Communication connection(s) 1050 refers to the hardware/software employed to connect the network interface 1048 to the bus 1018. While communication connection 1050 is shown for illustrative clarity inside computer 1012, it can also be external to computer 1012. The hardware/software necessary for connection to the network interface 1048 includes, for exemplary purposes only, internal and external technologies such as, modems including regular telephone grade modems, cable modems and DSL modems, ISDN adapters, and Ethernet cards.

What has been described above includes examples of the subject innovation. It is, of course, not possible to describe every conceivable combination of components or methodologies for purposes of describing the claimed subject matter, but one of ordinary skill in the art may recognize that many further combinations and permutations of the subject innovation are possible. Accordingly, the claimed subject matter is intended to embrace all such alterations, modifications, and variations that fall within the spirit and scope of the appended claims.

In particular and in regard to the various functions performed by the above described components, devices, circuits, systems and the like, the terms (including a reference to a “means”) used to describe such components are intended to correspond, unless otherwise indicated, to any component which performs the specified function of the described component (e.g., a functional equivalent), even though not structurally equivalent to the disclosed structure, which performs the function in the herein illustrated exemplary aspects of the claimed subject matter. In this regard, it will also be recognized that the innovation includes a system as well as a computer-readable medium having computer-executable instructions for performing the acts and/or events of the various methods of the claimed subject matter.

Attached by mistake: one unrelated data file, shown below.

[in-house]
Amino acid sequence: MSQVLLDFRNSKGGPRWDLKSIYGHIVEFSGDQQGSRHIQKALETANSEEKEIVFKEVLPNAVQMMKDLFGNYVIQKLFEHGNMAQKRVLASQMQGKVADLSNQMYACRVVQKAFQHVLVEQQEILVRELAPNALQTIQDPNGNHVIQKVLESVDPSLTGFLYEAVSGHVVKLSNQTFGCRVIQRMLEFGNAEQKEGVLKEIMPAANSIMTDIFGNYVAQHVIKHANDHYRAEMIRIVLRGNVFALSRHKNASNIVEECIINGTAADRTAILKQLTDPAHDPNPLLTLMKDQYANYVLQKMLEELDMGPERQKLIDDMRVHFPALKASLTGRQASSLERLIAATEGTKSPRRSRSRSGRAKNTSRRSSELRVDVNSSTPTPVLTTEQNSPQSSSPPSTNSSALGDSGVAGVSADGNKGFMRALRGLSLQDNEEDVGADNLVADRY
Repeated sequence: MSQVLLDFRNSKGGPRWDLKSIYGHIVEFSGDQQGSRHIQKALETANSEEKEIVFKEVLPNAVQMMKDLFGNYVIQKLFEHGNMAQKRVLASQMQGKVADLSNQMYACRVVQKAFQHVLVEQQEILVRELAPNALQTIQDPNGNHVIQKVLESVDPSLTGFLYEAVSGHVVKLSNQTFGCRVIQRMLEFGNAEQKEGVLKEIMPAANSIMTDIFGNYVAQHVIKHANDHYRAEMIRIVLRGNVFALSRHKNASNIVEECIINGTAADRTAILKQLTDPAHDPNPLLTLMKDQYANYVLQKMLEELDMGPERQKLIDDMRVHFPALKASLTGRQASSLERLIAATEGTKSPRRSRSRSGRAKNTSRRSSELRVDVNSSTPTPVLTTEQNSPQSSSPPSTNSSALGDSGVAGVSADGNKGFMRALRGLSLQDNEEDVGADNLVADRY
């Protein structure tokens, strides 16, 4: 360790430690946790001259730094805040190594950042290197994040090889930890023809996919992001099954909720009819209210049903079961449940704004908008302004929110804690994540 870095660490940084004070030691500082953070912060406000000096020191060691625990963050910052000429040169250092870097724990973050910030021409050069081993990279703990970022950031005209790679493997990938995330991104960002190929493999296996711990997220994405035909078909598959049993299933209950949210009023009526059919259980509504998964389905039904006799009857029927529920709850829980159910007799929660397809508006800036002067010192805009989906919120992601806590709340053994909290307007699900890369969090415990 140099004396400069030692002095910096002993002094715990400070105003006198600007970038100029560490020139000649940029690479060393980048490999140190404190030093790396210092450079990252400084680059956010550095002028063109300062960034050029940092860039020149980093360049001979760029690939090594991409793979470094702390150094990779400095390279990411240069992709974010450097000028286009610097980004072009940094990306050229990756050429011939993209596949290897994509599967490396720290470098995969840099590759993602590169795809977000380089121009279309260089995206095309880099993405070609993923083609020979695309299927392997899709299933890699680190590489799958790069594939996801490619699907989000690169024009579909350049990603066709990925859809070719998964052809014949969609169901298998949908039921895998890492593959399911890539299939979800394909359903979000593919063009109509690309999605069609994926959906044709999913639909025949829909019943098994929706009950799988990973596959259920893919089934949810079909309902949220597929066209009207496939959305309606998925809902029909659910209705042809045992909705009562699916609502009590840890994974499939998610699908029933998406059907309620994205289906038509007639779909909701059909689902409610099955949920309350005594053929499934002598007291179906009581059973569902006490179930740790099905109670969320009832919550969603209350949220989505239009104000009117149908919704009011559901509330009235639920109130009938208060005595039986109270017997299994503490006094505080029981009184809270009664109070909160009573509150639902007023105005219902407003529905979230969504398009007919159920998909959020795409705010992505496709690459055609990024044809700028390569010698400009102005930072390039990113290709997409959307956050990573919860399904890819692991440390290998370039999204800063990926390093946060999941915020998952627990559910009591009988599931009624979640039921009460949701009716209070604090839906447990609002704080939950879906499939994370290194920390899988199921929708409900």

In addition, while a particular feature of the subject innovation may have been disclosed with respect to only one of several implementations, such feature may be combined with one or more other features of the other implementations as may be desired and advantageous for any given or particular application. Furthermore, to the extent that the terms “includes,” and “including” and variants thereof are used in either the detailed description or the claims, these terms are intended to be inclusive in a manner similar to the term “comprising.”

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Classifications
U.S. Classification713/500
International ClassificationG06F1/00, H04N5/369
Cooperative ClassificationH04N5/335
European ClassificationH04N5/335